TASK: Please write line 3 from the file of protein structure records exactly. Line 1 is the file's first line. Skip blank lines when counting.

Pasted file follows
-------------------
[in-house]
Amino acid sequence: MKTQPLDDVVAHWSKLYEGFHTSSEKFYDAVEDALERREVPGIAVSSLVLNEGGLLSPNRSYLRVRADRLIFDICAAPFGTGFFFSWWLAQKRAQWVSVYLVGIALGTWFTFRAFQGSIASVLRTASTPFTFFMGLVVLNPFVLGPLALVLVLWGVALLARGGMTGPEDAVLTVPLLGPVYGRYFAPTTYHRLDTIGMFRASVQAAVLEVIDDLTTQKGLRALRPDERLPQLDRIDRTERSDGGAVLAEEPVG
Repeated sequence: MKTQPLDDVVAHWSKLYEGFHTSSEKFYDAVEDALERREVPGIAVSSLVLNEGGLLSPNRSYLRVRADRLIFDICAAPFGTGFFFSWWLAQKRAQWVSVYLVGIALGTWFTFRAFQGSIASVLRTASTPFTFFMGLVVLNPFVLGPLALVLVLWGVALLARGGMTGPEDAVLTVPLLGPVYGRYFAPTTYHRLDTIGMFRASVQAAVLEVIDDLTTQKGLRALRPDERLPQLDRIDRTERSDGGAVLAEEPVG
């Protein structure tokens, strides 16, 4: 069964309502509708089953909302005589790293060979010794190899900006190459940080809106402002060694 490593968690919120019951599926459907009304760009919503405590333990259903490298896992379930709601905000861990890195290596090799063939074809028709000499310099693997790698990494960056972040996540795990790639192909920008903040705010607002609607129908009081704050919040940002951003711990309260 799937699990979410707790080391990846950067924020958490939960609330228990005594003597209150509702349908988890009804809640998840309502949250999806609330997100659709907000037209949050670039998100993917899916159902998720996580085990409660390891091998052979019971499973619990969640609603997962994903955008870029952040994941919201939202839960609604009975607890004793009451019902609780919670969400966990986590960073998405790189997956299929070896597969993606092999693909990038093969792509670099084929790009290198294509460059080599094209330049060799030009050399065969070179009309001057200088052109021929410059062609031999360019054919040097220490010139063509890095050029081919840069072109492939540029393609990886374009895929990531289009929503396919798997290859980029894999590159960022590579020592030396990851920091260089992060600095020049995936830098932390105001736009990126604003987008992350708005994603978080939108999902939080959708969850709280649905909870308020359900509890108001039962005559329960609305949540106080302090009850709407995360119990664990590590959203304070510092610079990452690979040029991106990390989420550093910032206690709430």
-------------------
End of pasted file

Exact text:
Repeated sequence: MKTQPLDDVVAHWSKLYEGFHTSSEKFYDAVEDALERREVPGIAVSSLVLNEGGLLSPNRSYLRVRADRLIFDICAAPFGTGFFFSWWLAQKRAQWVSVYLVGIALGTWFTFRAFQGSIASVLRTASTPFTFFMGLVVLNPFVLGPLALVLVLWGVALLARGGMTGPEDAVLTVPLLGPVYGRYFAPTTYHRLDTIGMFRASVQAAVLEVIDDLTTQKGLRALRPDERLPQLDRIDRTERSDGGAVLAEEPVG